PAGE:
The Ordsall Chord forms part of Network Rail’s £4bn Great North Rail project to improve railway connectivity across Northern England. The iconic new bridge is located at the birthplace of modern intercity railways, where in 1830 George Stephenson unveiled the Liverpool–Manchester railway.
Specialist bridge architects Knight Architects worked closely alongside the engineer AECOM Mott MacDonald JV, contractor Skanska BAM JV, and fabricator Severfield, in order to deliver BDP architects’ concept of the Ordsall Chord.
BDP’s architectural vision took the form of a weathering steel ribbon, which visually linked the two separate structures of the River Irwell Network Arch Bridge and Trinity Way Viaduct.
The objective was to ensure that BDP’s vision was successfully implemented given the complex structural forms and 3D curvature which it encompassed.
Linking the key structures
One of the most critical design elements was the connection between the River Irwell Network Arch and Trinity Way Viaduct. These two structures had different structural forms, different cross-sections and different alignments.
The challenge was to link these two distinct elements physically, visually, and conceptually, with two 40-tonne steel structures which were nicknamed the ‘cascades’.
While the initial concept and the two-dimensional graphic of BDP’s ribbon was clear, simple and fluid, the reality was a very complex arrangement of steelwork indeed. To successfully translate the concept into reality, detailed parametric modelling and intricate development between all parties involved was required.
The 20m long, 3m high cascades serve two primary objectives - firstly, to blend the lines of the viaduct and the arch to create a smooth, continuous and three dimensionally tangential progression from one to the other; secondly, to blend the different structural forms of the viaduct’s open I beams with the closed box of the arch.
To successfully blend these sections, a crease was introduced into both the arch, and the stiffeners of the viaduct. This crease breaks the large vertical surface of the arch, with the inclined top-face catching light, adding visual interest, and increasing its apparent slenderness.
This crease continues in the stiffeners of the viaduct, which are angled to complement the form of the arch, and achieve the same visual qualities.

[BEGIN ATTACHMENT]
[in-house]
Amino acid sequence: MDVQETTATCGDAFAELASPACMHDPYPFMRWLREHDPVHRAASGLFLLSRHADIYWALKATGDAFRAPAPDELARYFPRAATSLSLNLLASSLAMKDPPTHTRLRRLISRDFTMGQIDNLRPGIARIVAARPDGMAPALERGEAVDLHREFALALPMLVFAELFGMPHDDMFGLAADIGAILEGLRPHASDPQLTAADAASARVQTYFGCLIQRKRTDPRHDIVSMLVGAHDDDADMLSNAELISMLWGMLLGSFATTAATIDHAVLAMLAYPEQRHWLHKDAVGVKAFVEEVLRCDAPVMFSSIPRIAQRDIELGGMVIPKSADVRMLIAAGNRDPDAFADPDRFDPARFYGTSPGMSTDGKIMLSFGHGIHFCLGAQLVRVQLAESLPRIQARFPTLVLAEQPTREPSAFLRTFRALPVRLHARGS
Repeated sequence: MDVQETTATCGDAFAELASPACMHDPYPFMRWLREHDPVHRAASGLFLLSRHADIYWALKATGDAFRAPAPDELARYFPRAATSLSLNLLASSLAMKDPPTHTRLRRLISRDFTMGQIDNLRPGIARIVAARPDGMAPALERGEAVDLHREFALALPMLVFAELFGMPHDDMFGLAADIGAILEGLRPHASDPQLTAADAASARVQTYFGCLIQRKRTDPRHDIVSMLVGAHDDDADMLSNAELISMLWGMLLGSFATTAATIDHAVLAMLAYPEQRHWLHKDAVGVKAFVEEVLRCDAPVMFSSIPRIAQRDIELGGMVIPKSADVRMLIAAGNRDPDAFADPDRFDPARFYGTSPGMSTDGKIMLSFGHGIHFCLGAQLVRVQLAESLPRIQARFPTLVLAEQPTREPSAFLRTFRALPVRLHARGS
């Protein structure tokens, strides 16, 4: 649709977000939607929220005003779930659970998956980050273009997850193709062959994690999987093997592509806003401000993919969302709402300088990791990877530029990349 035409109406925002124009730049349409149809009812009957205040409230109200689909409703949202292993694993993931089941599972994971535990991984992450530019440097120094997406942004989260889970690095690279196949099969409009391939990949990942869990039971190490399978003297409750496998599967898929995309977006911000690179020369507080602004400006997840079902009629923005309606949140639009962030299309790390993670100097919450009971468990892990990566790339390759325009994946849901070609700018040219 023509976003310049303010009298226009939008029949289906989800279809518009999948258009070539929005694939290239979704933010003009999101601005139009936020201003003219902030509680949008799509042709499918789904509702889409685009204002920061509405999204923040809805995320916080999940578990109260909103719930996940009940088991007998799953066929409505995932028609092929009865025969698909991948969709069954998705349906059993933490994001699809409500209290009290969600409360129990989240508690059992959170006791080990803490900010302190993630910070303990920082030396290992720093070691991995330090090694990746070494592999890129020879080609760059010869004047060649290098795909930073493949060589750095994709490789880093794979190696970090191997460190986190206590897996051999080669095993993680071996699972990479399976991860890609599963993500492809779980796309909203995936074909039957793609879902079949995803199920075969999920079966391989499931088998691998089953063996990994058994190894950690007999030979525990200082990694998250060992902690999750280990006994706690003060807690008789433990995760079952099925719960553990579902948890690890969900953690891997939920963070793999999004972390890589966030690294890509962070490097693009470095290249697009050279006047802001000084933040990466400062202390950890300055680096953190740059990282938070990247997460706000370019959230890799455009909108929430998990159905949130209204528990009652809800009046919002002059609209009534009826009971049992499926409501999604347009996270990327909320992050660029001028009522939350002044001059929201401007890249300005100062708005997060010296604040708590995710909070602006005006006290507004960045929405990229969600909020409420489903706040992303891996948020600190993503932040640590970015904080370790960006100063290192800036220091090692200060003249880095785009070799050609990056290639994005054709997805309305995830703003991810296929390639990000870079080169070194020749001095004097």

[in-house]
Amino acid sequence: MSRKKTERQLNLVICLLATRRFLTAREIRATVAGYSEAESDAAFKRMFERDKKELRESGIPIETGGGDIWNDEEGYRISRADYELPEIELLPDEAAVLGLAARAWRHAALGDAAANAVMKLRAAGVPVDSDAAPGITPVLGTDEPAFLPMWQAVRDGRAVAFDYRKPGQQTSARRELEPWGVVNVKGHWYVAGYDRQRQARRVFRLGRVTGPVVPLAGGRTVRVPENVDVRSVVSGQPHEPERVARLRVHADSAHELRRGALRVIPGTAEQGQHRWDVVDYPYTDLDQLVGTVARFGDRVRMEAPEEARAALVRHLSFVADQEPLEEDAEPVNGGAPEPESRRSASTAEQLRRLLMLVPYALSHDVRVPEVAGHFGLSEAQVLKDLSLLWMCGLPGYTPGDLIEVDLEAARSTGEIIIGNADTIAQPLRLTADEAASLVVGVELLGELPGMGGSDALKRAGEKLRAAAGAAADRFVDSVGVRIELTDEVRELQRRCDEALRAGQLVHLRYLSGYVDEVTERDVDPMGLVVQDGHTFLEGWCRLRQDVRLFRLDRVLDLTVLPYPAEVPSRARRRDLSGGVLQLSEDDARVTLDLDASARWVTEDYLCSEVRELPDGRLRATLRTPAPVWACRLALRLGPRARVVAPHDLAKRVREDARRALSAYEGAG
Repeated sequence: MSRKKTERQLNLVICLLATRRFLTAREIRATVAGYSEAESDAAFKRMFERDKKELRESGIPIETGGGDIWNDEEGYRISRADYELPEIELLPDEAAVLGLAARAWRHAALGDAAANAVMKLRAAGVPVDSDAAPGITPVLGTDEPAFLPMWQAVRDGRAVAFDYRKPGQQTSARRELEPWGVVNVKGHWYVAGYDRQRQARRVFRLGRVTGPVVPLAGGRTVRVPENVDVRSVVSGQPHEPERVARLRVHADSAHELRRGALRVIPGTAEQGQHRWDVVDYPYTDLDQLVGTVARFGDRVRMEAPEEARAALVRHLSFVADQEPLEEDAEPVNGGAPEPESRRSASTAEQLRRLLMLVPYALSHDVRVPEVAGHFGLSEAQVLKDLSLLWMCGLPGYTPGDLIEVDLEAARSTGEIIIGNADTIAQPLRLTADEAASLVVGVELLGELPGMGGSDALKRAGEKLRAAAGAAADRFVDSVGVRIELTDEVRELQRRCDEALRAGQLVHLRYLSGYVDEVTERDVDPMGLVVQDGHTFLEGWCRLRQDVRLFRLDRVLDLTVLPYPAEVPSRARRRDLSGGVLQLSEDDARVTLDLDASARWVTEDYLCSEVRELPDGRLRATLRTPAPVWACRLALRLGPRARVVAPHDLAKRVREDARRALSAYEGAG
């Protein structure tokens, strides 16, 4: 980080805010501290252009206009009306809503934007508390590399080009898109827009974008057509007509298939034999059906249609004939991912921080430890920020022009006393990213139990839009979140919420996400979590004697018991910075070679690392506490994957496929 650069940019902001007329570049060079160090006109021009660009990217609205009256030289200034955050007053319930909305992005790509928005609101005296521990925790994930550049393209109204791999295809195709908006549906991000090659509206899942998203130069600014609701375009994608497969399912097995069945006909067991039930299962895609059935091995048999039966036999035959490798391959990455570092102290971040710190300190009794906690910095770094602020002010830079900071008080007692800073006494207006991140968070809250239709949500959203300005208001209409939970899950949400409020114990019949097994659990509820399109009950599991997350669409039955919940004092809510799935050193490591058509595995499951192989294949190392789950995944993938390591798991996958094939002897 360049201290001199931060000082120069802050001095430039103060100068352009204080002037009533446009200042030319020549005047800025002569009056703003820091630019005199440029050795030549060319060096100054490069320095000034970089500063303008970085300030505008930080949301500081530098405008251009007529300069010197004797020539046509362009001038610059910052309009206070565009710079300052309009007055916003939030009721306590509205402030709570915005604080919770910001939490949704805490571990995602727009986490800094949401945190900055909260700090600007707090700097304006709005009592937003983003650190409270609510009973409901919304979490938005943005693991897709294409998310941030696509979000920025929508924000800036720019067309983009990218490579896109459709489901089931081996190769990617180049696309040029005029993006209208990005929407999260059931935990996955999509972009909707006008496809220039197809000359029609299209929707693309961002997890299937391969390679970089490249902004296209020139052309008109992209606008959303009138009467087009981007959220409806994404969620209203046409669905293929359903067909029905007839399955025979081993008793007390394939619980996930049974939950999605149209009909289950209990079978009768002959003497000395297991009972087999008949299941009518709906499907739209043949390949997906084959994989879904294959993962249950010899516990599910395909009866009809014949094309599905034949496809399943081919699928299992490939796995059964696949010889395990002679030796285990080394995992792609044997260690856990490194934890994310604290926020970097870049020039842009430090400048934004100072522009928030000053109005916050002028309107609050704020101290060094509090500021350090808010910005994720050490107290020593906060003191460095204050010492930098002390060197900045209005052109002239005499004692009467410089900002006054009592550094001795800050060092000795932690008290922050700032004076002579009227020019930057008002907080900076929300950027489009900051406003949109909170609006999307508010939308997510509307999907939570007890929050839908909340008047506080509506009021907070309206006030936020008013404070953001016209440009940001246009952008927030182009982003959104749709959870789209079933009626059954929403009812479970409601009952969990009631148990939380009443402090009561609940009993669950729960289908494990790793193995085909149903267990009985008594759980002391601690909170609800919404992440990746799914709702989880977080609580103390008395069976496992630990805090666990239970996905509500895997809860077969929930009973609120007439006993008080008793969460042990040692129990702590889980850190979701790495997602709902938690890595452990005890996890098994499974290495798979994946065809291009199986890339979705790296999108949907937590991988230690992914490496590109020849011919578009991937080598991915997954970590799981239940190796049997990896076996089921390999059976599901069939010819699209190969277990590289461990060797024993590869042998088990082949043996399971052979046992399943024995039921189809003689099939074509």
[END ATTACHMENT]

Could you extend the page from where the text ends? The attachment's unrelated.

Furthermore, this crease is continued along the cascades, adding a third line between the top and bottom splines which further emphasises the relationship between the two structures. The stiffeners also serve to blend the closed box section with the open I beam.
By exponentially reducing the spacing between the stiffeners as they approached the arch, the stiffeners began to interpolate a surface, which ultimately blends with the surface of the arch. This dramatically reduces the abrupt transition from open structure to closed, and allows the eye to flow from one structure to the next without interruption.
To allow the 3-dimensional geometry of the structures to be properly defined while allowing engineering design development to continue, a parametric approach was required.
Scripts were written that took the three-dimensional location (and tangent) of the top, crease and bottom of both the arch and the viaduct’s I beam.
Given these six inputs, the form of the cascade could be dynamically generated, updating as the points shifted in space. The number and progressive-spacing of the stiffeners was then specified, considering fabrication and structural limitations.
Finally, the back-face of the cascade was optimised to remove unnecessary steelwork, as well as to eliminate conflict with its supporting concrete structure. As the parametric process relies on rules (and parameters) the opposite cascade could be instantly generated, despite its completely different form (due to the plan-alignment of the two structures).
Furthermore, this information could be passed directly back and forth between designer and fabricator, ensuring that the forms were both achievable and an accurate representation of the model.